Ways of sheeting a JR

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  • 02 Dec 2018 04:24
    Reply # 6941642 on 6937734
    Arne wrote:

    Interesting, Paul,
    practical experience beats my armchair theories.

    Paul is talking about the sail he is making for Roger Fullerton's schooner, and it hasn't been finished yet, let alone bent on.  So the euphroe system has yet to be tried!
  • 01 Dec 2018 22:02
    Reply # 6941401 on 6940020
    Anonymous wrote:

    Conclusion: Different sail planforms need different sheet layouts  - the one size fits all doesn’t apply here...

    Cheers,
    Arne

     
    Arne--I have not needed it, but early on, to solve my dmin problem, I thought I could use an oversize block like in the pic below that would pass one, maybe both, of the thimbles (B &C in your diagram) . The block in the pic can pass knots in 5/8" line.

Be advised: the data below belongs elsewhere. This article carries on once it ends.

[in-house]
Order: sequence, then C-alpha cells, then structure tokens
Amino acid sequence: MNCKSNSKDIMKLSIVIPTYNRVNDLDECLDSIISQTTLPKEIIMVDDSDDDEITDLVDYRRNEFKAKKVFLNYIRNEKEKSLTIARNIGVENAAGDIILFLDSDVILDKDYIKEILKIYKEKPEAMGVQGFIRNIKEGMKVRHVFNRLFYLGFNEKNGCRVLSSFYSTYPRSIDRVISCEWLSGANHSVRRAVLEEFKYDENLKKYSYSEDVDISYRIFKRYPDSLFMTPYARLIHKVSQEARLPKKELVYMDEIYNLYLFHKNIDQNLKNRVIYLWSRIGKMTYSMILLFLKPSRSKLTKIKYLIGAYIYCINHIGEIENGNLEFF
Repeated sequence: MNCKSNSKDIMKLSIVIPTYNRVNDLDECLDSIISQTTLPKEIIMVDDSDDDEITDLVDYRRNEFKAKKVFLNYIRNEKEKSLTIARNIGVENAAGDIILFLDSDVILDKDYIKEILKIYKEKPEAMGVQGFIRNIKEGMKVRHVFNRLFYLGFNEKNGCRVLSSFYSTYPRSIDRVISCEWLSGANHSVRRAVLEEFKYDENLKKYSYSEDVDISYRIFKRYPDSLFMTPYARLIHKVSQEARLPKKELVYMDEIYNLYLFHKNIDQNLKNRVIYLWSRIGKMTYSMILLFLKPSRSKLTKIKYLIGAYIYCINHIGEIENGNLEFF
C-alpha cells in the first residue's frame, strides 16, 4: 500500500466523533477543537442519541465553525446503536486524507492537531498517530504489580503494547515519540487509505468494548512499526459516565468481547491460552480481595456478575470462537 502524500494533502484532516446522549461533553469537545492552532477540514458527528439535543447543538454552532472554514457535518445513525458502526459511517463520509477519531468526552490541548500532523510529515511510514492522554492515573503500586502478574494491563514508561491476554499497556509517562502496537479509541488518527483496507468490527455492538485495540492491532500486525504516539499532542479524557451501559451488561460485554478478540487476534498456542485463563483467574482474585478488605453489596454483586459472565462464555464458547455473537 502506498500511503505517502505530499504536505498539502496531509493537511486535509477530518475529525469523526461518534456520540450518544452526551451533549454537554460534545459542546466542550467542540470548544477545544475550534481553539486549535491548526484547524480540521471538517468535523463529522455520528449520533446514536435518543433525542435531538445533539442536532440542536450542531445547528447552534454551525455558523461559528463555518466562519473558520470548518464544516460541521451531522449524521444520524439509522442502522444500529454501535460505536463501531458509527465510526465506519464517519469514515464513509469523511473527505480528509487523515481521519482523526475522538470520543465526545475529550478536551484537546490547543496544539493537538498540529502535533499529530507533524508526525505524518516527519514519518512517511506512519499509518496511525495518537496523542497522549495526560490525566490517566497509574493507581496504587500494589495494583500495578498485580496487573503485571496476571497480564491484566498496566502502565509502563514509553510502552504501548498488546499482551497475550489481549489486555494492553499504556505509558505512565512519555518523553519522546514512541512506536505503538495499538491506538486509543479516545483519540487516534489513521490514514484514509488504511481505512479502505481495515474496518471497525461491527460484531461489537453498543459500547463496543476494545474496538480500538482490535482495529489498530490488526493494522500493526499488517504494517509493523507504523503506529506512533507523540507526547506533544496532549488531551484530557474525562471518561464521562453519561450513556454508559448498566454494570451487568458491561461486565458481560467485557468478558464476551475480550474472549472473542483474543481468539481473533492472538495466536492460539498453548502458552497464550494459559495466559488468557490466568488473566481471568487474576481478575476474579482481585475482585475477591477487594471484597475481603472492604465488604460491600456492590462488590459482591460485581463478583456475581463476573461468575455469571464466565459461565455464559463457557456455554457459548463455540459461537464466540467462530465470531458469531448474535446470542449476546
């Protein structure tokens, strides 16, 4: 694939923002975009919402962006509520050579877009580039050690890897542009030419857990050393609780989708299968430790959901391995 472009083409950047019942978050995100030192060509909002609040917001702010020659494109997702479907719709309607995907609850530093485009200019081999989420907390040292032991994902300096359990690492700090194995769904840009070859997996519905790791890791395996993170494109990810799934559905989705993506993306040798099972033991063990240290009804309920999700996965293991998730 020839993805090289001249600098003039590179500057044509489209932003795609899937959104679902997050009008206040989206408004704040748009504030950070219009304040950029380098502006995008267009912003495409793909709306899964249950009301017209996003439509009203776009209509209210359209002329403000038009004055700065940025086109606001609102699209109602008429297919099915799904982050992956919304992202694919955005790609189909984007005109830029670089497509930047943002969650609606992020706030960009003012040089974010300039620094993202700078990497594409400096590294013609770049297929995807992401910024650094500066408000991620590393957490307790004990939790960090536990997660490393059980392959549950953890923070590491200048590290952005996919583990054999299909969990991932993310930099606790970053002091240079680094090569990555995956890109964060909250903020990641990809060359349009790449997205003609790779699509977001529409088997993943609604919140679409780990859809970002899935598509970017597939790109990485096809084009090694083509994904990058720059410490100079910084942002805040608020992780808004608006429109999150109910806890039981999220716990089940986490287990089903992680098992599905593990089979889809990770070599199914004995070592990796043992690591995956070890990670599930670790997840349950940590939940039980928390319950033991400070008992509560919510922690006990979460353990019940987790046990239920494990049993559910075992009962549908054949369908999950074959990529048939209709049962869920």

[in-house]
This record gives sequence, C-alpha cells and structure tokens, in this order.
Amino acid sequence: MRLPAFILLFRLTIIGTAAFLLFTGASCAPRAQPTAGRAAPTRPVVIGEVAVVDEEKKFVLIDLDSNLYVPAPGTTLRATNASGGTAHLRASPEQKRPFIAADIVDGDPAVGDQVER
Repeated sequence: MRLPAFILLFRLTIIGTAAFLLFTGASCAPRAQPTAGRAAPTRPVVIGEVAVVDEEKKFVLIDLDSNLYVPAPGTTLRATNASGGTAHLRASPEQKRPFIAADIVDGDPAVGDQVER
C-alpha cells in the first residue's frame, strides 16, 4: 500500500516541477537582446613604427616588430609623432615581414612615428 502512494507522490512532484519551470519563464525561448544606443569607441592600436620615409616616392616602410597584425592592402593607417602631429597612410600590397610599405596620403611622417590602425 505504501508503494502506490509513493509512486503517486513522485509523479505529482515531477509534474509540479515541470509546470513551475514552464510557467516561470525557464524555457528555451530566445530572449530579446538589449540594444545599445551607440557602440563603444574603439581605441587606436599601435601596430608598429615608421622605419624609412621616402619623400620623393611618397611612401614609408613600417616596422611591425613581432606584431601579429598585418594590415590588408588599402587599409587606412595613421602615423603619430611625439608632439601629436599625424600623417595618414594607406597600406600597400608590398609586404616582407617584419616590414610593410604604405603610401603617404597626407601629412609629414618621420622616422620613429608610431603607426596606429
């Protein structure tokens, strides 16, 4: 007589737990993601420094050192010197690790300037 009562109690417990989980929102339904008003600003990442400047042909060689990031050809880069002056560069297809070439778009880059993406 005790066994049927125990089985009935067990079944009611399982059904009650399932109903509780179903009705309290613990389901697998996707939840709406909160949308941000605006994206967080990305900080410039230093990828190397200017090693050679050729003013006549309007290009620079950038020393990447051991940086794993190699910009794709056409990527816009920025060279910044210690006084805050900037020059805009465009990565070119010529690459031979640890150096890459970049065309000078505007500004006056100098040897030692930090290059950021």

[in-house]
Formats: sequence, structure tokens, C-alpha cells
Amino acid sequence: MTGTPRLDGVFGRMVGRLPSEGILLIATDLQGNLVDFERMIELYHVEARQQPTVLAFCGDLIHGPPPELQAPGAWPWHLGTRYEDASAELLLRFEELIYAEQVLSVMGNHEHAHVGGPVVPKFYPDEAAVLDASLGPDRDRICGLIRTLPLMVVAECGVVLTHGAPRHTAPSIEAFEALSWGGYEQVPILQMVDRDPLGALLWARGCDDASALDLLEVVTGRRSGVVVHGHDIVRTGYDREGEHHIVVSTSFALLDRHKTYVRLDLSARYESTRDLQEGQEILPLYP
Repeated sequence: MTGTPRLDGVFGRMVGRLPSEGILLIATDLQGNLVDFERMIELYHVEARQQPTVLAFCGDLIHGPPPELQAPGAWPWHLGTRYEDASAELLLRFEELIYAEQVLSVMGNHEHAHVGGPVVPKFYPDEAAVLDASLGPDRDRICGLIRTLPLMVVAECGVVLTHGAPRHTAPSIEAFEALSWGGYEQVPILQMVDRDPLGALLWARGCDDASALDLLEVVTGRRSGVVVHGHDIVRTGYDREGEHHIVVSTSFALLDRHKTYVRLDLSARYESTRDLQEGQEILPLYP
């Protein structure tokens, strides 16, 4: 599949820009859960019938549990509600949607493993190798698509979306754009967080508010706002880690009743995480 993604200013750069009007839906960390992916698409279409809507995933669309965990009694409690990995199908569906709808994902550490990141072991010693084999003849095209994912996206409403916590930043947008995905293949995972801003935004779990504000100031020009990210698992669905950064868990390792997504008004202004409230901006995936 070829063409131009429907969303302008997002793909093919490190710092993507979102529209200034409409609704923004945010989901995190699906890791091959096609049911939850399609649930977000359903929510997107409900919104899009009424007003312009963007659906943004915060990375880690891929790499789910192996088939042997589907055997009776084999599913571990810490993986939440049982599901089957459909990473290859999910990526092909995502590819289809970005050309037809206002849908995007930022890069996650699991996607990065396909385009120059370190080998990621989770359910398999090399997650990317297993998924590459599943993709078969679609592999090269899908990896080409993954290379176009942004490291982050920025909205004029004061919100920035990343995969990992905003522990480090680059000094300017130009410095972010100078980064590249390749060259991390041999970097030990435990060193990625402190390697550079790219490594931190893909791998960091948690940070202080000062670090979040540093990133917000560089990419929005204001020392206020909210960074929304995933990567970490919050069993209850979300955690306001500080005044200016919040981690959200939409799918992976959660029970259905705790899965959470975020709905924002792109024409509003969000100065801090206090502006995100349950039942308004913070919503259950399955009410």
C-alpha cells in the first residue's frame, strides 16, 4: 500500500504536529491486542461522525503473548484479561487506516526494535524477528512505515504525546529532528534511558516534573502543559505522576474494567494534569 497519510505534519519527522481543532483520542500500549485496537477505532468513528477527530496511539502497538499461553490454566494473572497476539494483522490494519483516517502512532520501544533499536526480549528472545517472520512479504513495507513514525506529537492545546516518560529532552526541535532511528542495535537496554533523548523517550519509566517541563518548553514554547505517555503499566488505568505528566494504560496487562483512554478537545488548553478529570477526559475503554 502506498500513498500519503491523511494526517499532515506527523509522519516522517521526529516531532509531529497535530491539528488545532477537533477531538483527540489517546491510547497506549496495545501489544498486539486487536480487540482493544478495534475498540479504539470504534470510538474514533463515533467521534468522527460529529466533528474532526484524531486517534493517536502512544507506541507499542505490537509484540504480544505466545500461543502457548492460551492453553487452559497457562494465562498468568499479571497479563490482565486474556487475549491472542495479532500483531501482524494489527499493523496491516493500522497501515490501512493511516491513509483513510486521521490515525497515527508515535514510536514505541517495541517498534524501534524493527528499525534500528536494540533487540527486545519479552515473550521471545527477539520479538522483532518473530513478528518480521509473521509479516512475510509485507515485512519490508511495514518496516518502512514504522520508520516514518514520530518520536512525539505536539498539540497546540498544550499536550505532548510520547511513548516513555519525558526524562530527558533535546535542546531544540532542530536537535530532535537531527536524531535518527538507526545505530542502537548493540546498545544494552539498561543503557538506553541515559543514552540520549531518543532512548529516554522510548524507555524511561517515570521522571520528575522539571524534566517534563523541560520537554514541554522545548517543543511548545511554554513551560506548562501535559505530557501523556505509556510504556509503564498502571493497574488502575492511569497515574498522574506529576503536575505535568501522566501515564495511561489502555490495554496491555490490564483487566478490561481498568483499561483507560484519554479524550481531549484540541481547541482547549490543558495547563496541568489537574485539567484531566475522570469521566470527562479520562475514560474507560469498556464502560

Last modified: 01 Dec 2018 22:05 | Anonymous member
  • 01 Dec 2018 01:08
    Reply # 6940656 on 6937734
    Anonymous wrote:

    Interesting, Paul,
    practical experience beats my armchair theories. On my last three boats, I am pushing the d-min limits with the space-demanding Johanna-sheeting. I cannot haul the furled bundle to the cl. I choose to accept that as long as I can sheet the sail in for fully close-hauled sailing, even with only 2-3 panels set. I am reluctant to trade away the anti-twist properties of the Johanna-sheeting.

    Does your boat have port-stbd. sheeting on any of the sails? I hope you can draw up your sheeting plan and let us see it.

    Arne


    Arne, only just trying this... will report back later in the month with pics, drawings and results. It's nothing original or radical, I'm just trying the arrangement shown in fig 4.52, pg 77, Ch The Sheets in PJR. Oh and it's because I'm trying to make single sheeting work for this boat.


  • 30 Nov 2018 20:00
    Reply # 6940256 on 6940200
    Anonymous wrote:
     but I guess she is special...

    I agree. Every Folkboat (or IF-boat or International Folkboat?) is easy on the eyes. Ingeborg in particular looks very nice without any lifelines or jib cluttering up the pretty lines.